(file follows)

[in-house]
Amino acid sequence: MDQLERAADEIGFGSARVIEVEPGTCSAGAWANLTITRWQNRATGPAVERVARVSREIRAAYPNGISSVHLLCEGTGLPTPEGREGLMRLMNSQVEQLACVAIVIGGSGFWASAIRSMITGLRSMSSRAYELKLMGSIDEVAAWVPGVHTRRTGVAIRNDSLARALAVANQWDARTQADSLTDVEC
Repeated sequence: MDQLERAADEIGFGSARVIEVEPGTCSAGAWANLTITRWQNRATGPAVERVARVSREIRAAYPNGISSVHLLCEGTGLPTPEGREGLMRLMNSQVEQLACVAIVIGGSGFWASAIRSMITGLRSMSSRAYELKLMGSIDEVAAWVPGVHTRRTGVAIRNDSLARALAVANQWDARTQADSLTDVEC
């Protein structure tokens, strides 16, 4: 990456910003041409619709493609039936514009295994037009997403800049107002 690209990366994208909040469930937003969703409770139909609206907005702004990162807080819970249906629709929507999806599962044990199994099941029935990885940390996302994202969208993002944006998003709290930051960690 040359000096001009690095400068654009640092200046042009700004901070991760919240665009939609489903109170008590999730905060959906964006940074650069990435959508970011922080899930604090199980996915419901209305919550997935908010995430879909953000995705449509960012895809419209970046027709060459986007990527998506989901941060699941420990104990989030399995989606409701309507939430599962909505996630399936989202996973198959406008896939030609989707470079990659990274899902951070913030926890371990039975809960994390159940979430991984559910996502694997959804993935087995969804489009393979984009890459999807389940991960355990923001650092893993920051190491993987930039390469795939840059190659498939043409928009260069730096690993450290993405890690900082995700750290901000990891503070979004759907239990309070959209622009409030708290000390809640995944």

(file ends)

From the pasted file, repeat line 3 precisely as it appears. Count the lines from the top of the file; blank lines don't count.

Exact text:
Repeated sequence: MDQLERAADEIGFGSARVIEVEPGTCSAGAWANLTITRWQNRATGPAVERVARVSREIRAAYPNGISSVHLLCEGTGLPTPEGREGLMRLMNSQVEQLACVAIVIGGSGFWASAIRSMITGLRSMSSRAYELKLMGSIDEVAAWVPGVHTRRTGVAIRNDSLARALAVANQWDARTQADSLTDVEC